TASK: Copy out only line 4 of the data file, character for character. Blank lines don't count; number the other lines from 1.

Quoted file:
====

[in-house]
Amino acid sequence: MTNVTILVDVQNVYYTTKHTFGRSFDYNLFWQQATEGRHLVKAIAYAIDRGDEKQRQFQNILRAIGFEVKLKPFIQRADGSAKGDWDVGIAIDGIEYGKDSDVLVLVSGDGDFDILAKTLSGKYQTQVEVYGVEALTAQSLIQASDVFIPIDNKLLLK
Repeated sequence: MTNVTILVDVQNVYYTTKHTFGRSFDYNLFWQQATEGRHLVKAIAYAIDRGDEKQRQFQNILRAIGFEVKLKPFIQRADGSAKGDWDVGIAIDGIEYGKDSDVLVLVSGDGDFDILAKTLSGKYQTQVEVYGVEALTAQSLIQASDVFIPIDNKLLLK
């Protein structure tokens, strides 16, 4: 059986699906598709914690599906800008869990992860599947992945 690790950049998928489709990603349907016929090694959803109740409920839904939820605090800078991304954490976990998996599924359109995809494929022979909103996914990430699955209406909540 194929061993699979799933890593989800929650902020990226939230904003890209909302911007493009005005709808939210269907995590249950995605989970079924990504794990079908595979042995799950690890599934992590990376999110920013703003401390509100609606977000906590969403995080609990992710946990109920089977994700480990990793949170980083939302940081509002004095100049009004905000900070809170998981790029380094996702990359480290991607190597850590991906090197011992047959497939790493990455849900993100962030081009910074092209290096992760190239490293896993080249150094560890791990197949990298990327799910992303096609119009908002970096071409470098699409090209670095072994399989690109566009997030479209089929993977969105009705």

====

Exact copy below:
């Protein structure tokens, strides 16, 4: 059986699906598709914690599906800008869990992860599947992945 690790950049998928489709990603349907016929090694959803109740409920839904939820605090800078991304954490976990998996599924359109995809494929022979909103996914990430699955209406909540 194929061993699979799933890593989800929650902020990226939230904003890209909302911007493009005005709808939210269907995590249950995605989970079924990504794990079908595979042995799950690890599934992590990376999110920013703003401390509100609606977000906590969403995080609990992710946990109920089977994700480990990793949170980083939302940081509002004095100049009004905000900070809170998981790029380094996702990359480290991607190597850590991906090197011992047959497939790493990455849900993100962030081009910074092209290096992760190239490293896993080249150094560890791990197949990298990327799910992303096609119009908002970096071409470098699409090209670095072994399989690109566009997030479209089929993977969105009705």